author = "Anneliese Spinks and Glasziou, {Paul P.} and {Del Mar}, {Chris B.}",
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}

Antibiotics for sore throat. / Spinks, Anneliese; Glasziou, Paul P.; Del Mar, Chris B.

In: Cochrane Database of Systematic Reviews, Vol. 2013, No. 11, CD000023, 05.11.2013, p. 1-75.

Research output: Contribution to journalArticleResearchpeer-review

TY - JOUR

T1 - Antibiotics for sore throat

AU - Spinks, Anneliese

AU - Glasziou, Paul P.

AU - Del Mar, Chris B.

PY - 2013/11/5

Y1 - 2013/11/5

N2 - Sore throat is a common reason for people to present for medical care. Although it remits spontaneously, primary care doctors commonly prescribe antibiotics for it. To assess the benefits of antibiotics for sore throat for patients in primary care settings. We searched CENTRAL 2013, Issue 6, MEDLINE (January 1966 to July week 1, 2013) and EMBASE (January 1990 to July 2013). Randomised controlled trials (RCTs) or quasi-RCTs of antibiotics versus control assessing typical sore throat symptoms or complications. Two review authors independently screened studies for inclusion and extracted data. We resolved differences in opinion by discussion. We contacted trial authors from three studies for additional information. We included 27 trials with 12,835 cases of sore throat. We did not identify any new trials in this 2013 update. 1. Symptoms Throat soreness and fever were reduced by about half by using antibiotics. The greatest difference was seen at day three. The number needed to treat to benefit (NNTB) to prevent one sore throat at day three was less than six; at week one it was 21. 2. Non-suppurative complications The trend was antibiotics protecting against acute glomerulonephritis but there were too few cases to be sure. Several studies found antibiotics reduced acute rheumatic fever by more than two-thirds within one month (risk ratio (RR) 0.27; 95% confidence interval (CI) 0.12 to 0.60). 3. Suppurative complications Antibiotics reduced the incidence of acute otitis media within 14 days (RR 0.30; 95% CI 0.15 to 0.58); acute sinusitis within 14 days (RR 0.48; 95% CI 0.08 to 2.76); and quinsy within two months (RR 0.15; 95% CI 0.05 to 0.47) compared to those taking placebo. 4. Subgroup analyses of symptom reduction Antibiotics were more effective against symptoms at day three (RR 0.58; 95% CI 0.48 to 0.71) if throat swabs were positive for Streptococcus, compared to RR 0.78; 95% CI 0.63 to 0.97 if negative. Similarly at week one the RR was 0.29 (95% CI 0.12 to 0.70) for positive and 0.73 (95% CI 0.50 to 1.07) for negative Streptococcus swabs. Antibiotics confer relative benefits in the treatment of sore throat. However, the absolute benefits are modest. Protecting sore throat sufferers against suppurative and non-suppurative complications in high-income countries requires treating many with antibiotics for one to benefit. This NNTB may be lower in low-income countries. Antibiotics shorten the duration of symptoms by about 16 hours overall.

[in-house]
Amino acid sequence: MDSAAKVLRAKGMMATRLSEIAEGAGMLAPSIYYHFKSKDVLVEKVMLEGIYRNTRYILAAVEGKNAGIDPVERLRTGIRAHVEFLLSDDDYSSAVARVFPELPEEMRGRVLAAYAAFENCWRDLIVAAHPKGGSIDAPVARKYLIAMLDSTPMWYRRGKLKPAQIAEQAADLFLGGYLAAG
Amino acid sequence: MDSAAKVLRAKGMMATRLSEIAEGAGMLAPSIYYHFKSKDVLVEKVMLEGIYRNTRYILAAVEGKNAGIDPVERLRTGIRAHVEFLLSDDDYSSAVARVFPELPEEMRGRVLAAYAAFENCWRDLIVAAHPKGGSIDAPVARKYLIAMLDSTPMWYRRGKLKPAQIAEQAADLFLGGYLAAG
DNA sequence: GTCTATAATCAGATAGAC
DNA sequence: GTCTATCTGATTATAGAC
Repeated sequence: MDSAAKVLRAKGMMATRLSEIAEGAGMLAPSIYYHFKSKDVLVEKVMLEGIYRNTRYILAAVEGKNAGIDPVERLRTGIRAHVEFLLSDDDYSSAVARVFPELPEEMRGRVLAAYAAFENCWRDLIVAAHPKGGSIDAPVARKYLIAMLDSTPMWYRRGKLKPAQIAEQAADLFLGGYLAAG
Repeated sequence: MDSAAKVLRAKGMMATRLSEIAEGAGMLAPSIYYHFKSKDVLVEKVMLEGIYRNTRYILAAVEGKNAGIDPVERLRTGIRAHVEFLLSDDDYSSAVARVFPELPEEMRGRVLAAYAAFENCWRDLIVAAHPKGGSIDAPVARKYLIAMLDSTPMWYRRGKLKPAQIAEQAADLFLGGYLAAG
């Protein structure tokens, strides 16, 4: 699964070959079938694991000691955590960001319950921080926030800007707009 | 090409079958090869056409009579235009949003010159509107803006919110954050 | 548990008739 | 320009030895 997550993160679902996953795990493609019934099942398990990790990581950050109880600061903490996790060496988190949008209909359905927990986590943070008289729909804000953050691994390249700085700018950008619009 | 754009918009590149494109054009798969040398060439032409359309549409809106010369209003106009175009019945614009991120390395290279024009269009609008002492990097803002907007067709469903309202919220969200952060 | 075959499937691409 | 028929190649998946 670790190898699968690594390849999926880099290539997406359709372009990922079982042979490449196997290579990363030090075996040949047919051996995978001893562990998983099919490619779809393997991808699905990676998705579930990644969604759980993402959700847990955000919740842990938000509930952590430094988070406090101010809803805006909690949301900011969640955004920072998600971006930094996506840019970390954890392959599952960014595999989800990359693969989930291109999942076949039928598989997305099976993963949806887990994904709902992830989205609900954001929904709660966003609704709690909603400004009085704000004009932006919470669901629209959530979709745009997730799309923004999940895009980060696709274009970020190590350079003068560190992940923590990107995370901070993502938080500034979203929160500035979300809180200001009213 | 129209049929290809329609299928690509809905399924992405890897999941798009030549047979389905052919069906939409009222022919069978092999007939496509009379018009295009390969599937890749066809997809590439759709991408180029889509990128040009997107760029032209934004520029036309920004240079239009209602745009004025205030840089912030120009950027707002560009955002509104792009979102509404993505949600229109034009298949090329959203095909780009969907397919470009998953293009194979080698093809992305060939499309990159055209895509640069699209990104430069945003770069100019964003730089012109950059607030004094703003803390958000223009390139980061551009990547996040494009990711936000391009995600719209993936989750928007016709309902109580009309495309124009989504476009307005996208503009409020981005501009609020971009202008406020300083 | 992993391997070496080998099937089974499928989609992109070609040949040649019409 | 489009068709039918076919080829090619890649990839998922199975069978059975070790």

AB - Sore throat is a common reason for people to present for medical care. Although it remits spontaneously, primary care doctors commonly prescribe antibiotics for it. To assess the benefits of antibiotics for sore throat for patients in primary care settings. We searched CENTRAL 2013, Issue 6, MEDLINE (January 1966 to July week 1, 2013) and EMBASE (January 1990 to July 2013). Randomised controlled trials (RCTs) or quasi-RCTs of antibiotics versus control assessing typical sore throat symptoms or complications. Two review authors independently screened studies for inclusion and extracted data. We resolved differences in opinion by discussion. We contacted trial authors from three studies for additional information. We included 27 trials with 12,835 cases of sore throat. We did not identify any new trials in this 2013 update. 1. Symptoms Throat soreness and fever were reduced by about half by using antibiotics. The greatest difference was seen at day three. The number needed to treat to benefit (NNTB) to prevent one sore throat at day three was less than six; at week one it was 21. 2. Non-suppurative complications The trend was antibiotics protecting against acute glomerulonephritis but there were too few cases to be sure. Several studies found antibiotics reduced acute rheumatic fever by more than two-thirds within one month (risk ratio (RR) 0.27; 95% confidence interval (CI) 0.12 to 0.60). 3. Suppurative complications Antibiotics reduced the incidence of acute otitis media within 14 days (RR 0.30; 95% CI 0.15 to 0.58); acute sinusitis within 14 days (RR 0.48; 95% CI 0.08 to 2.76); and quinsy within two months (RR 0.15; 95% CI 0.05 to 0.47) compared to those taking placebo. 4. Subgroup analyses of symptom reduction Antibiotics were more effective against symptoms at day three (RR 0.58; 95% CI 0.48 to 0.71) if throat swabs were positive for Streptococcus, compared to RR 0.78; 95% CI 0.63 to 0.97 if negative. Similarly at week one the RR was 0.29 (95% CI 0.12 to 0.70) for positive and 0.73 (95% CI 0.50 to 1.07) for negative Streptococcus swabs. Antibiotics confer relative benefits in the treatment of sore throat. However, the absolute benefits are modest. Protecting sore throat sufferers against suppurative and non-suppurative complications in high-income countries requires treating many with antibiotics for one to benefit. This NNTB may be lower in low-income countries. Antibiotics shorten the duration of symptoms by about 16 hours overall.